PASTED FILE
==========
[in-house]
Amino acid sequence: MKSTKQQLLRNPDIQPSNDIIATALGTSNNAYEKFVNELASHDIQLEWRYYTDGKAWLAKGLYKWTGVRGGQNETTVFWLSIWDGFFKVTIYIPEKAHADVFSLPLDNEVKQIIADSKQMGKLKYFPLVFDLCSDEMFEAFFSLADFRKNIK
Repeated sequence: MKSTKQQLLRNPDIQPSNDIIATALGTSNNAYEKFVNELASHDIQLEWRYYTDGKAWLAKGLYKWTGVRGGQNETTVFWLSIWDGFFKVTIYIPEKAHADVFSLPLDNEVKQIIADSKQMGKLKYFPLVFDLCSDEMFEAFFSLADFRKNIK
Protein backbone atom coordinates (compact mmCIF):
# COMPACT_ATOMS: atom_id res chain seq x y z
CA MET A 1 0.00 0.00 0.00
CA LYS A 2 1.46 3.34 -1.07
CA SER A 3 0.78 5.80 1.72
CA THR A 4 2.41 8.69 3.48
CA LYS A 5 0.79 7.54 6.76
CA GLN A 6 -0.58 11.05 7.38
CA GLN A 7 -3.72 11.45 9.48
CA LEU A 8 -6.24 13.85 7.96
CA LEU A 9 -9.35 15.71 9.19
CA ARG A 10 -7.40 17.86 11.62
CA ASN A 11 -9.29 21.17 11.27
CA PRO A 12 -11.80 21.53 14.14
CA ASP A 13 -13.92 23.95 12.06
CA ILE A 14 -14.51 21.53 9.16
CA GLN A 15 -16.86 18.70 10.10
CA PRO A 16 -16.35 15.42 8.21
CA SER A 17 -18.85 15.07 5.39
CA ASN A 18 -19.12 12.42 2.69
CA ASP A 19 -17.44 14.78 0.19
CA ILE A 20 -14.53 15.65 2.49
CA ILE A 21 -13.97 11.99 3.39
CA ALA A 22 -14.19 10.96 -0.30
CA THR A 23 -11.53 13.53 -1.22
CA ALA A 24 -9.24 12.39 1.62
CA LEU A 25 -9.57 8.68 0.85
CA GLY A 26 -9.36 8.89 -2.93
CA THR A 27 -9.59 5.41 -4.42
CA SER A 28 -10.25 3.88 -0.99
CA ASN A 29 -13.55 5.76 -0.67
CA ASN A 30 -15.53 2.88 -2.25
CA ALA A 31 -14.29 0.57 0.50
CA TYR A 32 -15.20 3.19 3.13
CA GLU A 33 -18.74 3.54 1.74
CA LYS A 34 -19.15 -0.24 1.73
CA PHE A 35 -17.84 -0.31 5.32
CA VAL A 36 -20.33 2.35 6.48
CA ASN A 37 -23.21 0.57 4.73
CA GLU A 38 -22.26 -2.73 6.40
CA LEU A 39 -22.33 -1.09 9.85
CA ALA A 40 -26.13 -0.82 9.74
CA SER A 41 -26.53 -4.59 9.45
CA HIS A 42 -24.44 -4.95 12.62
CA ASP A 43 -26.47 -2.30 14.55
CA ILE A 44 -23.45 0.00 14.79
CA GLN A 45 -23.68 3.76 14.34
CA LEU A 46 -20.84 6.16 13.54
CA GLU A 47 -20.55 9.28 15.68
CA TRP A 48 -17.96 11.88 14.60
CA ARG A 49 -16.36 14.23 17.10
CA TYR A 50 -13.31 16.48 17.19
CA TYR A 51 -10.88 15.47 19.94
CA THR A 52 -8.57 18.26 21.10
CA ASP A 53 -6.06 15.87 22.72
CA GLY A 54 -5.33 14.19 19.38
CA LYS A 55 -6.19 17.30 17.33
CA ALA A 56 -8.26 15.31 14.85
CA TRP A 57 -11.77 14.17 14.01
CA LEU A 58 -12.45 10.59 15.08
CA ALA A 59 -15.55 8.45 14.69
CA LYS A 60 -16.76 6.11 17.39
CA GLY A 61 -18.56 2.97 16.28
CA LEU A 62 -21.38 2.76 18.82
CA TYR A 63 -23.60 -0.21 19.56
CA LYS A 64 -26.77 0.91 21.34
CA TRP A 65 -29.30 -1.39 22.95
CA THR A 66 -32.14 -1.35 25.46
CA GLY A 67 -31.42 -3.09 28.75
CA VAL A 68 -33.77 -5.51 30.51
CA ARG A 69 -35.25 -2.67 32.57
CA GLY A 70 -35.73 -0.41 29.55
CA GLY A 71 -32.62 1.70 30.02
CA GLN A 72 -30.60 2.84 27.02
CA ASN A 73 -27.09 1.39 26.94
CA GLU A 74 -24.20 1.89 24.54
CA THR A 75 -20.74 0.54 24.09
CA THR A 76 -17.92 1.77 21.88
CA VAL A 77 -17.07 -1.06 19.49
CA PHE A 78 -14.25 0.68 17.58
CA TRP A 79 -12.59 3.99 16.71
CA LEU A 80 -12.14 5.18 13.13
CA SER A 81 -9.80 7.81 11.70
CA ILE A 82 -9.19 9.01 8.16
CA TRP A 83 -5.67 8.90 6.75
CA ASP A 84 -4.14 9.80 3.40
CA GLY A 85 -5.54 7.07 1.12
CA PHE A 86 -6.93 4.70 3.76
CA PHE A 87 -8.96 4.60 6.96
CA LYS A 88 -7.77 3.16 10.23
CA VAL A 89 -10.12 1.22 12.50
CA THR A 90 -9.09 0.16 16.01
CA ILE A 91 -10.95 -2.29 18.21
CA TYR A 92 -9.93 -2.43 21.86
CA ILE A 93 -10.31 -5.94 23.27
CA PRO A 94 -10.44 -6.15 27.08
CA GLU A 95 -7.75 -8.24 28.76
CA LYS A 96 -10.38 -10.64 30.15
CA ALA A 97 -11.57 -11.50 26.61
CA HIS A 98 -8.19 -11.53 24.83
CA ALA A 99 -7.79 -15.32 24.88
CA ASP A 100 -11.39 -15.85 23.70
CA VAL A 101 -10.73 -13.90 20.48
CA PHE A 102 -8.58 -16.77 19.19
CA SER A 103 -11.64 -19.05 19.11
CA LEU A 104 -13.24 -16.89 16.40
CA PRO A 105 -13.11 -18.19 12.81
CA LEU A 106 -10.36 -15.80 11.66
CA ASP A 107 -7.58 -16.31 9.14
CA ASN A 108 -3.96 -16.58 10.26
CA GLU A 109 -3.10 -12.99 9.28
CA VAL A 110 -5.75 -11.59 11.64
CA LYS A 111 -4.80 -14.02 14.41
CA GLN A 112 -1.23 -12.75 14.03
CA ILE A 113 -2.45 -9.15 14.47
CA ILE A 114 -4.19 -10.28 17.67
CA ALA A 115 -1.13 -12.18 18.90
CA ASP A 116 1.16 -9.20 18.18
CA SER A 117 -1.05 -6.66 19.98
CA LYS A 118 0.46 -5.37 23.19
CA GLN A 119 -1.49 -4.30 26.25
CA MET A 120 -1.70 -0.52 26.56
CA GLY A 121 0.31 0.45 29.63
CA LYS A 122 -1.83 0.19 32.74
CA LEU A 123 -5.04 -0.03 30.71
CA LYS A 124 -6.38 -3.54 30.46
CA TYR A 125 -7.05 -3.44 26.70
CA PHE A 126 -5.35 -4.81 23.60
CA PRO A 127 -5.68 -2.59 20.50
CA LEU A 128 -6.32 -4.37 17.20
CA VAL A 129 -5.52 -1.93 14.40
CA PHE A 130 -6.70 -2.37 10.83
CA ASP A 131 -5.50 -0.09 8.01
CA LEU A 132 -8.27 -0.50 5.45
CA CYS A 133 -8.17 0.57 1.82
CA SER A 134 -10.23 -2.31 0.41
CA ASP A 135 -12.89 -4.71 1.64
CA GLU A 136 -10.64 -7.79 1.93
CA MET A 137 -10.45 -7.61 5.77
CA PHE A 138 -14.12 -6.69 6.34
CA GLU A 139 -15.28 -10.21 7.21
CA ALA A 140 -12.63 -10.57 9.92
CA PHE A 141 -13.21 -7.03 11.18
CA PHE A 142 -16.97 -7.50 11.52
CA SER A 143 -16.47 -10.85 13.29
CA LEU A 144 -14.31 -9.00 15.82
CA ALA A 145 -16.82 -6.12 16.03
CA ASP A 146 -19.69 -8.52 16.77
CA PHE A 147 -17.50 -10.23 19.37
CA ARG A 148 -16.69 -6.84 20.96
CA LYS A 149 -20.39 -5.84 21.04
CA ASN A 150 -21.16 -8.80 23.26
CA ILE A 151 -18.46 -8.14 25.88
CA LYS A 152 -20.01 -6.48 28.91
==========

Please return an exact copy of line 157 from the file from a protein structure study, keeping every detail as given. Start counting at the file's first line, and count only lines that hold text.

CA LYS A 152 -20.01 -6.48 28.91